The views and opinions expressed by the author(s) do not represent the official position of Barbados TODAY.
by Dr Peter Grimes
“To curb corruption, one must be courageous to confront and complain against the corrupt.” – Amit Kalantri
I have followed with interest Barbados government’s moving with speed to change governance structure to that of a republic. This desire to move Barbados to a republic was announced in the Throne Speech in September 2020 and our Prime Minister Mia Mottley has recently announced that this transition will occur on the 30th November this year on the 55th anniversary of Barbados’ independence.
I am a supporter of republicanism and I have no argument with our country becoming a republic. I however, like many commentators, am of the opinion that such a monumental change to our system of governance should be put to the citizenry in the form of a referendum.
I am definitely not a constitutional lawyer or scholar but it appears to me that our government making fundamental decisions about this change and then giving the public a chance to have a say on necessary changes to the constitution is putting the proverbial cart before the horse.
I, however, find it very disconcerting that three years after running on a platform of stamping out corruption, and
I quote from the BLP manifesto 2018, “Introduce comprehensive legislation immediately upon forming the Government, to fight and punish corruption and hold Ministers and Board Chairpersons accountable for their actions”, that our current government has not passed any legislation to make this a reality.
The government within one year of announcing its decision to transition Barbados to a republic, set up a commission
to look into this matter and decided when and how Barbados would become a republic.
Yet with 29 seats in parliament the government has procrastinated on enacting anticorruption legislation to protect Barbadians from being exploited by corrupt people in our public sphere.
The absence of such legislation in Barbados leaves this author wondering if this government with its ever-increasing number of consultants and advisors really intend to enact such legislation. This author also wonders if the official Opposition and the DLP are actually motivated to have anticorruption legislation passed.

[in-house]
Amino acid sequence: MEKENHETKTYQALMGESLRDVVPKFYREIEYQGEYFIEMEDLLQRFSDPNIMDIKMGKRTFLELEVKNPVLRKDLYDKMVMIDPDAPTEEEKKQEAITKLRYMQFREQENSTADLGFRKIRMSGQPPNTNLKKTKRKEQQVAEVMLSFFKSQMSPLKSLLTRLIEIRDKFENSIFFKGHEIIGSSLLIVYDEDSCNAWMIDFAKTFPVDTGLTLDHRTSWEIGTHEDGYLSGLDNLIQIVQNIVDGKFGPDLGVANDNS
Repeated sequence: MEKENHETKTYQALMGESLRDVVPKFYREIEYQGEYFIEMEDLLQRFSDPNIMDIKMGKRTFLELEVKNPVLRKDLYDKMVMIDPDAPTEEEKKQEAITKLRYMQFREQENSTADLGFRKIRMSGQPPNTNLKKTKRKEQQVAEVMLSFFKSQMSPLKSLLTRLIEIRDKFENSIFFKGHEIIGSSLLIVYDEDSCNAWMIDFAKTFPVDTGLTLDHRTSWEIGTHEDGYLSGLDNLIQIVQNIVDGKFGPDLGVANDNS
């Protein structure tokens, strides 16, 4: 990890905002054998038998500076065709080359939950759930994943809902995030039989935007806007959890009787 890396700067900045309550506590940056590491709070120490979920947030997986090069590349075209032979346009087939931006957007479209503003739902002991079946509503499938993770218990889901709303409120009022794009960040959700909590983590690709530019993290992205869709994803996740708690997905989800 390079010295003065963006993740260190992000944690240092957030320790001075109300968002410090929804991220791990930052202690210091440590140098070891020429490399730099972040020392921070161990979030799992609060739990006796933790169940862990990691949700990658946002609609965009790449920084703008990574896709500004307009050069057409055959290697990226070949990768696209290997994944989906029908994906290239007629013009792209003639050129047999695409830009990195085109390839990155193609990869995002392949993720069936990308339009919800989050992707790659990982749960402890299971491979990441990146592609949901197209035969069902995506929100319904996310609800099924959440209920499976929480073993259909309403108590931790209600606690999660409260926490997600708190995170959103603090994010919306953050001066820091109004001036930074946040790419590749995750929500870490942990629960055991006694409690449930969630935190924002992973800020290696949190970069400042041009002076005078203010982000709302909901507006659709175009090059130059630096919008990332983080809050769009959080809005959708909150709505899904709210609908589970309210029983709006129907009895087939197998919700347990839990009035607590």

Their deafening silence on this matter to my mind gives credence to the quote by Christopher Hitchens, “The whole point about corruption in politics is that it can’t be done, or done properly, without a bipartisan consensus.”
The BLP Manifesto 2018 states: “Corruption is a stain on our society, a drain on our economy and reduces Government revenues.”
To my mind, corruption in our government and public institutions besmirches the reputation of Barbados and by extension damages our economy; by deterring external investment, while encouraging mismanagement of Barbados’ resources.
Unfortunately as stated by Pope Francis, “Corruption is paid by the poor.”Very importantly, corruption leads to the judicial system being unable to hold all citizens equal before the law.
To my mind, comprehensive anticorruption legislation is the main instrument which will improve governance in Barbados, for in reality a corrupt parliamentary republic is no better than a corrupt constitutional monarchy.
The Barbados public deserves far better from its elected representatives and in fact the Barbados public (led by
those who it has paid to educate) should demand better from its government.
This column was offered as a Letter to the Editor.